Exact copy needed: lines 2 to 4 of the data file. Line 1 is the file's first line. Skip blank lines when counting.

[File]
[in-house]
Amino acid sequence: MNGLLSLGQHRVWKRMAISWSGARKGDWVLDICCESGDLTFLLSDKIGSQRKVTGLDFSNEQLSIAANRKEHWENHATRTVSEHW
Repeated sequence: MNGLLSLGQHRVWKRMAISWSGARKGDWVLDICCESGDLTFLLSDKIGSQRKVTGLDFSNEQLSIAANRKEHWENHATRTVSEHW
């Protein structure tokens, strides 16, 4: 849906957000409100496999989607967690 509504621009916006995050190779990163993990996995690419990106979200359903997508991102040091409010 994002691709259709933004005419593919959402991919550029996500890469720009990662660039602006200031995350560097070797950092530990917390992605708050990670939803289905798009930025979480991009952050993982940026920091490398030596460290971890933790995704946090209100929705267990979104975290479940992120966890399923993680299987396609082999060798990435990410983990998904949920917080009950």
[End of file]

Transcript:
Amino acid sequence: MNGLLSLGQHRVWKRMAISWSGARKGDWVLDICCESGDLTFLLSDKIGSQRKVTGLDFSNEQLSIAANRKEHWENHATRTVSEHW
Repeated sequence: MNGLLSLGQHRVWKRMAISWSGARKGDWVLDICCESGDLTFLLSDKIGSQRKVTGLDFSNEQLSIAANRKEHWENHATRTVSEHW
């Protein structure tokens, strides 16, 4: 849906957000409100496999989607967690 509504621009916006995050190779990163993990996995690419990106979200359903997508991102040091409010 994002691709259709933004005419593919959402991919550029996500890469720009990662660039602006200031995350560097070797950092530990917390992605708050990670939803289905798009930025979480991009952050993982940026920091490398030596460290971890933790995704946090209100929705267990979104975290479940992120966890399923993680299987396609082999060798990435990410983990998904949920917080009950």